Before leaving the US, I knew zero things about South Korea. I don’t listen to K-pop, speak Korean, or know of major tourist attractions. Honestly, I didn’t think I was going to be chosen for this opportunity. So I had preconceived ideas about Korean culture, which I will now elucidate.
Myth: The main dish I’d eat was Korean BBQ spare ribs.
Fact: They are on the menu but few and far between. Places that barbeque grill fresh meat at the table and don’t marinate their ribs in “Korean BBQ sauce”. You eat the ribs afterwards in lettuce wraps, not with rice. The most common dishes consist of rice with either breaded pork cutlets or stir-fried sliced beef or rice, ramen, or udon noodle soups with tofu, beef, or egg.
Myth: Korean food isn’t spicy – that’s a southeastern Asian thing.
Fact: 80% of the dishes are bathed in a chili paste – including sides.
Myth: Koreans sit and sleep on the floor for everything.
Fact: There are some traditional restaurants that you do sit on the floor for, but the majority is outside in chairs. And I have yet to see anyone sleep on the floor here – although the mattresses are pretty firm.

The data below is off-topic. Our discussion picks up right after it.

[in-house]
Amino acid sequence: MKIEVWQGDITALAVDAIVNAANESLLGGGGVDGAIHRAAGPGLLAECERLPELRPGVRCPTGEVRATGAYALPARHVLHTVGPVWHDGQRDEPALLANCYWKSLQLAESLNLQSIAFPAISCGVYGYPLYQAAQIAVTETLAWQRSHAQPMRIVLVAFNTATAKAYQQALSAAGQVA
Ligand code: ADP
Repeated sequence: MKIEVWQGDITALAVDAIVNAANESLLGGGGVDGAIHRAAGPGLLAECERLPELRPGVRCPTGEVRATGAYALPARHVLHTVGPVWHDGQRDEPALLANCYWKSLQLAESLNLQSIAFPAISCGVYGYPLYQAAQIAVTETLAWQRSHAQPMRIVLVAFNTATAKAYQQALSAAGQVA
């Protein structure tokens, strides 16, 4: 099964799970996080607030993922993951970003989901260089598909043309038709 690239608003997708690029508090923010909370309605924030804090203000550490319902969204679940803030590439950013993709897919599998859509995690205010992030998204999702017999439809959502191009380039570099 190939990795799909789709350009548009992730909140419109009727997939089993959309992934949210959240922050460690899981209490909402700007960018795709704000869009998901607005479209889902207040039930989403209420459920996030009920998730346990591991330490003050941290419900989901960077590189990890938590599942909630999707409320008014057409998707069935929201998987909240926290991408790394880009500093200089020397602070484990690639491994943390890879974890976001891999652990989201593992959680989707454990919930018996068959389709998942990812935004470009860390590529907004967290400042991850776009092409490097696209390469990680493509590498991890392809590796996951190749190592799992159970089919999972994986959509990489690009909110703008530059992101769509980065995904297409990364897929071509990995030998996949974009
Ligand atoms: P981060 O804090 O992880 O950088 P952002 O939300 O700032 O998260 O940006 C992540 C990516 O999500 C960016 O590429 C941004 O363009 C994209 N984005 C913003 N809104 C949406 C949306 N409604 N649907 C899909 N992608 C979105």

Myth: Every Korean loves K-pop.
Fact: Like any other music genre, you have people who enjoy it but not all. That’s like saying all Americans love pop music. The café I’m currently at has been playing American dance music for the past two hours. Everyone however does enjoy Maroon 5. House music is more popular, but again in select populations.
Myth: All Koreans are super friendly to Americans.
Fact: Ok this one is mostly true. They don’t go out of their way to help you like many blogs will tell you, though. Occasionally, someone will see us lost and approach us to help. But if you stop anyone, they will definitely be happy to help.
Myth: All signs are in English.
Fact: This is SO FALSE. Major attractions are in English but street signs are in Korean characters then phonetics. Which if people are counting as English, then ok… barely.
Things I was surprised about:
- Koreans love hot dogs – whether plain or chopped up in food.
- Koreans love spam. Really every country besides the US loves Spam.
- Koreans are coffee addicts more than tea.
- Sushi is available but not very popular. It’s regarded as more of a street food and has more vegetables than seafood in them.
- Koreans are very concerned about aesthetics, thus why they spend so much money and time on their hair, skin, nails, clothes, fitness, and plastic surgery. This goes for both men and women.
- Despite the exchange rate, things in Korea generally cost less. Koreans don’t jack up prices at tourist places, food is never more than $20 no matter how nice the restaurant is, and clothes are pretty similar.
- Every girl wears heels but the secret is… they have BUILT IN INSOLES! Bring these to the US please!!